Skip to main content

View Diary: Racist song in my kid's music class, Part 2 (313 comments)

Comment Preferences

  •  Everything has history (none)
    there's an old story that "hot cross buns" is an offense to Jews--the "cross" is The Cross, y'know? I have no idea if it's true, I'm just saying...

    You didn't do it.

    by Earl on Thu Mar 09, 2006 at 12:13:37 PM PST

    [ Parent ]

    •  Sounds like urban legend material to me (none)
      Most of those "coded song" rumors are urban legends.  Like the "12 Days of Christmas" one.

      DRAFT BRUCE -- the pro-Springsteen bumper stickers!

      by iCaroline on Thu Mar 09, 2006 at 12:34:21 PM PST

      [ Parent ]

    •  Well, hot cross buns ARE (none)
      traditionally served on Good Friday.  The cross is either put on with icing or cut into the buns.  borrowed heavily from the pagans on this one.  

      We always make them on Good Friday or Holy Saturday for breakfast (with the aid of the traditional bread machine of course.)

      Don't know if that's offensive or not...

      The truth always matters.

      by texasmom on Thu Mar 09, 2006 at 12:44:48 PM PST

      [ Parent ]

    •  One a Penny, Two a Penny (4.00)
      Certainly hot cross buns have long been recognized as a Christian custom, specifically for Good Friday. Hot Cross Buns

      But I was delighted to find that certain hard-core Christians object to their pagan roots! Is Easter pagan?

      Leftilicious, I was fascinated with the original diary but refrained from commenting because there were so many.  Thanks for the update and for your thoughtful approach. There's a lot of complexity involved, and if not teaching the song is what works for the teacher and works for you, then I guess that's a happy ending. Probably you're all discussed-out by now and ready to move on to other topics.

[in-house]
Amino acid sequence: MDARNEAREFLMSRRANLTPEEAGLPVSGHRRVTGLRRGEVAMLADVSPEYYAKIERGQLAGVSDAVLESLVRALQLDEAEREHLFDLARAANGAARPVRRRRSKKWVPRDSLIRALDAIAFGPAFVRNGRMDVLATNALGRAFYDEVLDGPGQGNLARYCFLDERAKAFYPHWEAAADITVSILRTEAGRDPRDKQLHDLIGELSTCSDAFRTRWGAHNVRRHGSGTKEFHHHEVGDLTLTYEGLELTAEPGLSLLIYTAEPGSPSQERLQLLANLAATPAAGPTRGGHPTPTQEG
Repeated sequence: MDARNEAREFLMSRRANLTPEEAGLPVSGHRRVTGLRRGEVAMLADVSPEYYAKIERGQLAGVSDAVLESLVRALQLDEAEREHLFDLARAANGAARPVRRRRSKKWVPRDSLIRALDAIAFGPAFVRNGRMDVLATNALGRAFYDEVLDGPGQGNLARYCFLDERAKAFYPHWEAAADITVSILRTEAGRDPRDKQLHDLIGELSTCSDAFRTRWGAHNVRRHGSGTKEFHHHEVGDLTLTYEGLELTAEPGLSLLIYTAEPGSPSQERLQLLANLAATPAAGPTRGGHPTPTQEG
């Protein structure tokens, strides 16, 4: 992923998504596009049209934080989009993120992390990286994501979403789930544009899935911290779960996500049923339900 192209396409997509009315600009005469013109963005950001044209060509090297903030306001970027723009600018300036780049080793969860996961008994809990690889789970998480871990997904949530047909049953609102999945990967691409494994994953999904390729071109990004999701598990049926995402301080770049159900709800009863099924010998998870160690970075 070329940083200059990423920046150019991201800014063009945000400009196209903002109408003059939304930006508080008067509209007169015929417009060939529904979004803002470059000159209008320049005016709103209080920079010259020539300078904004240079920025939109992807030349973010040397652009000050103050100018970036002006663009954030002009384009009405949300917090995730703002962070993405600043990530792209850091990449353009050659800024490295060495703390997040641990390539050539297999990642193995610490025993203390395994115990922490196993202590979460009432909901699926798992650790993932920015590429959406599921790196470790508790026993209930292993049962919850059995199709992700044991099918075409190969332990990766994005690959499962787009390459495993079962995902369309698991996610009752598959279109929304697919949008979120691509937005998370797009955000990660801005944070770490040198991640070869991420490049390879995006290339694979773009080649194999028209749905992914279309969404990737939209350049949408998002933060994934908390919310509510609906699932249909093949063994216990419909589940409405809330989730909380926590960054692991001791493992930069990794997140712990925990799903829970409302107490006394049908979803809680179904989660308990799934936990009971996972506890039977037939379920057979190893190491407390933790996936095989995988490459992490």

But for myself, I'm still wondering ... doesn't the song in a way celebrate the resiliency of those slaves?  And why does a work song mock the workers? And mightn't there be a context simplistic enough for the age group yet still placing the song in a rudimentary fashion?

      I guess my main point is, most songs DO have significant context. As a folk-song enthusiast, I love the songs even where I regret the original context.  

    •  It's all too easy to take offense (none)
      As an Irish-American kid growing up in a heavily Irish neighborhood, not once did I even realize the offending line in "Knick-knack, paddywhack, give your dog a bone, this old man is rolling home." Only recently did I even realize "paddywhack" was in reference to Irish temper. Of course, that temper would get one tossed in a "paddy wagon."  One can only imagine, however, if "paddy" was replaced with a term that denigrated other cultures or races.

      As for this diarist, however, it is reassuring to see that it all worked out for everyone involved.

    •  After reading freakonomics (none)
      I noticed two racially charged sayings in the KKK chapter that are quite common today.

      Red-blooded: Was what members said as a secret password answer to identify themselves in public.


      Tear-em-asshole/tear-him-a-new-asshole: which I forgot the meaning already.

      Regardless, I dropped them from my vocabulary.

      "Why quit our own to stand upon foreign ground?" -George Washington

      by House on Thu Mar 09, 2006 at 01:59:48 PM PST

      [ Parent ]

Subscribe or Donate to support Daily Kos.

Click here for the mobile view of the site